By Beth Landman
Despite the multitude of treatments, new machines and injectables that pop up in aesthetic doctors’ offices, advances are few and far between, so when they appear, we take note. Dr. Paul Jarrod Frank is on the trail of two such breakthroughs, to be introduced this fall. “We have been living in a world of redundancy, a new filler or a new neurotoxin, but they basically all do the same thing,” he says. “What I am most excited about are new technologies that have categorical shifts. There has been a COVID bottleneck—things that were supposed to come out were slowed down—but now a lot is happening.”
One system he is focused on is Ellacor, which employs a new skin-extracting method called fractional microcoring. “This machine has been in the making for three to five years, and it’s almost like a sewing machine,” he says. Small needles core out and quickly remove little pieces of skin, and those holes close up in 24 to 48 hours, tightening the area and reducing wrinkles. Approximately 8 percent of surface area is removed in each treatment, with three or four sessions suggested at monthly intervals. There are only about three days of downtime, so you can have the procedure on a Thursday and return to work Monday.
“It’s great for moderate laxity and lines, and it’s much closer to a face-lift than any device on the market,” says Dr. Frank. He also looks forward to eventually using it on the body.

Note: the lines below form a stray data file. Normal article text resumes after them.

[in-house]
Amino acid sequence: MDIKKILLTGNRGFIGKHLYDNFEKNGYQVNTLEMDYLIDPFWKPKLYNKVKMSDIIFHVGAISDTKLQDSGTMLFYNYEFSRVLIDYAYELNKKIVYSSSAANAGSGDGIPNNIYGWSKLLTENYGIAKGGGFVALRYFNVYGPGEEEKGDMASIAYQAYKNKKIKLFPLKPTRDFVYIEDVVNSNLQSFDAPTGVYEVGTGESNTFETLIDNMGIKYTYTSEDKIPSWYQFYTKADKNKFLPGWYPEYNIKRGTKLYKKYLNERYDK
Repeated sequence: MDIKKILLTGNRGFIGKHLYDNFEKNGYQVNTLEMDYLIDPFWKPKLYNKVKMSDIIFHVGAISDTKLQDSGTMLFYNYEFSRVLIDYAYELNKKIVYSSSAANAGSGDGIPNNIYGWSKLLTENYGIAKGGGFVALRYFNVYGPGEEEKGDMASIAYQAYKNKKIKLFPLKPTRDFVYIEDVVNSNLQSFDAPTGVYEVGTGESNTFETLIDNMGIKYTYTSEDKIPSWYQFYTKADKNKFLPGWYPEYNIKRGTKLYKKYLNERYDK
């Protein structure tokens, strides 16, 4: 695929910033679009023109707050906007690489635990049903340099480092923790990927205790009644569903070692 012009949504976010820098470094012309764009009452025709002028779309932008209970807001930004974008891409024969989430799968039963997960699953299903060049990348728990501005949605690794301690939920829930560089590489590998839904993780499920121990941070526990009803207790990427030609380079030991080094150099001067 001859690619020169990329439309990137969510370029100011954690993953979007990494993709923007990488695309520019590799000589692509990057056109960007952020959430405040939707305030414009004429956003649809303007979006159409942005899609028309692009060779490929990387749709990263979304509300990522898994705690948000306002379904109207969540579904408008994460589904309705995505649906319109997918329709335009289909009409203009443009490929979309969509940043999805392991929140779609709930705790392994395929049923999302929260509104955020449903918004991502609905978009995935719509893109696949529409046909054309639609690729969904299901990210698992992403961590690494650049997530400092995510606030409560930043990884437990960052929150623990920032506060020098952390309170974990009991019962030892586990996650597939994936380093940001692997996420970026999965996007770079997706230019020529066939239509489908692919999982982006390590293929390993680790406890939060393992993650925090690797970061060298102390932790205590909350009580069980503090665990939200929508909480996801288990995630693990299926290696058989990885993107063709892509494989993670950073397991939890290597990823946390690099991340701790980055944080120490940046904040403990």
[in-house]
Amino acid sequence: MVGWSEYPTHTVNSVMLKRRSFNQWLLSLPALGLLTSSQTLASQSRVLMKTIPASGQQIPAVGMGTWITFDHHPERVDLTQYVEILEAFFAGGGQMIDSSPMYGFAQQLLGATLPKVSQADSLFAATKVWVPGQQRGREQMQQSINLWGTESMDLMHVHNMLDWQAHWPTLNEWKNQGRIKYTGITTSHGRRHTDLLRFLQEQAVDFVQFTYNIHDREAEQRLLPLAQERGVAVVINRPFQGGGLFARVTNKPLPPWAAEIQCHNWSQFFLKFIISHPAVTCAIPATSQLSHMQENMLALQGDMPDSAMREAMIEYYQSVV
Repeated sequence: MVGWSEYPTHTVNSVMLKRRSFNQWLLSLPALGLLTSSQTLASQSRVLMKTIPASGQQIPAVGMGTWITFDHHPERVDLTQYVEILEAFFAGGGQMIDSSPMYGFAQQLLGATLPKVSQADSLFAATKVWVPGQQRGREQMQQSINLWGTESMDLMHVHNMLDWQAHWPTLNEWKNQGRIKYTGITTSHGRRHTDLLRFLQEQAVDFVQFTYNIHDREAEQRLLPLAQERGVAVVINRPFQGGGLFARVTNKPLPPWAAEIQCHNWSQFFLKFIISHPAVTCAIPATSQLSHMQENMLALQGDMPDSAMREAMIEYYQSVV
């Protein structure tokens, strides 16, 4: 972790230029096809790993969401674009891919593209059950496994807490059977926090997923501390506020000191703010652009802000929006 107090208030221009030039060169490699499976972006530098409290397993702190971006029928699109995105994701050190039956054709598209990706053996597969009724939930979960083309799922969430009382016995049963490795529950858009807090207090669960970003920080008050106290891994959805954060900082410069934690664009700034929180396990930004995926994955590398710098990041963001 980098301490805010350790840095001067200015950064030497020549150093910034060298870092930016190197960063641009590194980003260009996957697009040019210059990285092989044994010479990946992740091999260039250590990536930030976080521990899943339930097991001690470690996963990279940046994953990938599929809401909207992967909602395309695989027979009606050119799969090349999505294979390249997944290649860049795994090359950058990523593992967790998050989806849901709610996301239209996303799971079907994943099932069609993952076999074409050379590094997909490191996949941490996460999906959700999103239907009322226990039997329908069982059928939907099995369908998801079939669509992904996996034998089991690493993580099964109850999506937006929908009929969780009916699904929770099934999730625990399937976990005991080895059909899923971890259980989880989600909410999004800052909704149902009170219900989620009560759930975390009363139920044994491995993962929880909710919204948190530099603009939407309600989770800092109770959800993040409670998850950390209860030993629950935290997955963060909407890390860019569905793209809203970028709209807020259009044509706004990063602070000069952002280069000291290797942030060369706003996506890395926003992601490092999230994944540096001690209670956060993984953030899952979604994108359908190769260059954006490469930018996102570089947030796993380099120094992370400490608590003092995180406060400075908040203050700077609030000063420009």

“Ellacor is FDA-approved for the mid and lower face, but I foresee it being used on the arms, thighs and décolletage. Crepey skin on the body is one of the biggest complaints patients have. With this, you are cutting out skin without having to do surgery.”
Another new tool Dr. Frank is eager to introduce is the Emface, which, like the original Emsculpt, uses electromagnetic energy to contract and tone muscles. “We are seeing new devices that work directly on the structural weakness of the face that develops with age,” he explains. “We can expect a similar groundbreaking technology for improving the muscular support of the face that Emsculpt delivered for the body.”
The technologies have come along at just the right time, says Dr. Frank, because people have relied too heavily on Botox and fillers. “Botox, when overused, can exacerbate the droop of a forehead, and filler can make the face look fat rather than defined,” he explains. “Although injectables will never be abandoned, we are finally on the precipice of technologies that can complement these treatments, and target the aging processes at their root cause.”
Dr. Paul Jarrod Frank is a celebrity cosmetic dermatologist with locations in the Upper East Side and the West Village. pfrankmd.com